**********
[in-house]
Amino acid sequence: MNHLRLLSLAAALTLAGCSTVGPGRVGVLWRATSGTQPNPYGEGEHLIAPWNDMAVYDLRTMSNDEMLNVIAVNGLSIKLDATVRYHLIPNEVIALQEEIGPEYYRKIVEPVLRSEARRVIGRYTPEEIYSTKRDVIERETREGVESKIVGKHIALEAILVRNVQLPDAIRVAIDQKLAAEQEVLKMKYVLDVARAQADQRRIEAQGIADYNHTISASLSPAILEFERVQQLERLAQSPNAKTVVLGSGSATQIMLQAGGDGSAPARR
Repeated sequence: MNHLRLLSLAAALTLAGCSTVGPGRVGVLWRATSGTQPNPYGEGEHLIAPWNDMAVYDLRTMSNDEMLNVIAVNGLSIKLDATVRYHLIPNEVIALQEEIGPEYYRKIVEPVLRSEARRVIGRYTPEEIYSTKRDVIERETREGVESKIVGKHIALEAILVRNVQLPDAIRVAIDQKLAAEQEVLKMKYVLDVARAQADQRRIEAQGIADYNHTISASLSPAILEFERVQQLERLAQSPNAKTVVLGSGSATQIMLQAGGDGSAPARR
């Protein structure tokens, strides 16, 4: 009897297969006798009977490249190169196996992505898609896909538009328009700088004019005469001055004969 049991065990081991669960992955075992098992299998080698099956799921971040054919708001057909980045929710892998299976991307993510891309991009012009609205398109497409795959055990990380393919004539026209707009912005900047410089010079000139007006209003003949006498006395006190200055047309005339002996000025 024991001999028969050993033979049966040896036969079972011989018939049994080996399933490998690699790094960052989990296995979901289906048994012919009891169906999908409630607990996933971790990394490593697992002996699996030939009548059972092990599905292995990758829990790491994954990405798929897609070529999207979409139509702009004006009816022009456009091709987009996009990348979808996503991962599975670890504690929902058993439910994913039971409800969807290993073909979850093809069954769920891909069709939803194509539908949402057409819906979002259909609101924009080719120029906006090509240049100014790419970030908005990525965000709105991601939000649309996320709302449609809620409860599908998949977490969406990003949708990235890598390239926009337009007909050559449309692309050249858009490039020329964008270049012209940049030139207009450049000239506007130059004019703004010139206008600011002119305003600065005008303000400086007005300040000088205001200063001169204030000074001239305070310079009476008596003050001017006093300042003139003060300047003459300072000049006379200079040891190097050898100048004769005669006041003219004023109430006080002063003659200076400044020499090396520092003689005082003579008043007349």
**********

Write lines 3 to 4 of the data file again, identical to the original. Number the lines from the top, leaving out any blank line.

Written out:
Repeated sequence: MNHLRLLSLAAALTLAGCSTVGPGRVGVLWRATSGTQPNPYGEGEHLIAPWNDMAVYDLRTMSNDEMLNVIAVNGLSIKLDATVRYHLIPNEVIALQEEIGPEYYRKIVEPVLRSEARRVIGRYTPEEIYSTKRDVIERETREGVESKIVGKHIALEAILVRNVQLPDAIRVAIDQKLAAEQEVLKMKYVLDVARAQADQRRIEAQGIADYNHTISASLSPAILEFERVQQLERLAQSPNAKTVVLGSGSATQIMLQAGGDGSAPARR
């Protein structure tokens, strides 16, 4: 009897297969006798009977490249190169196996992505898609896909538009328009700088004019005469001055004969 049991065990081991669960992955075992098992299998080698099956799921971040054919708001057909980045929710892998299976991307993510891309991009012009609205398109497409795959055990990380393919004539026209707009912005900047410089010079000139007006209003003949006498006395006190200055047309005339002996000025 024991001999028969050993033979049966040896036969079972011989018939049994080996399933490998690699790094960052989990296995979901289906048994012919009891169906999908409630607990996933971790990394490593697992002996699996030939009548059972092990599905292995990758829990790491994954990405798929897609070529999207979409139509702009004006009816022009456009091709987009996009990348979808996503991962599975670890504690929902058993439910994913039971409800969807290993073909979850093809069954769920891909069709939803194509539908949402057409819906979002259909609101924009080719120029906006090509240049100014790419970030908005990525965000709105991601939000649309996320709302449609809620409860599908998949977490969406990003949708990235890598390239926009337009007909050559449309692309050249858009490039020329964008270049012209940049030139207009450049000239506007130059004019703004010139206008600011002119305003600065005008303000400086007005300040000088205001200063001169204030000074001239305070310079009476008596003050001017006093300042003139003060300047003459300072000049006379200079040891190097050898100048004769005669006041003219004023109430006080002063003659200076400044020499090396520092003689005082003579008043007349």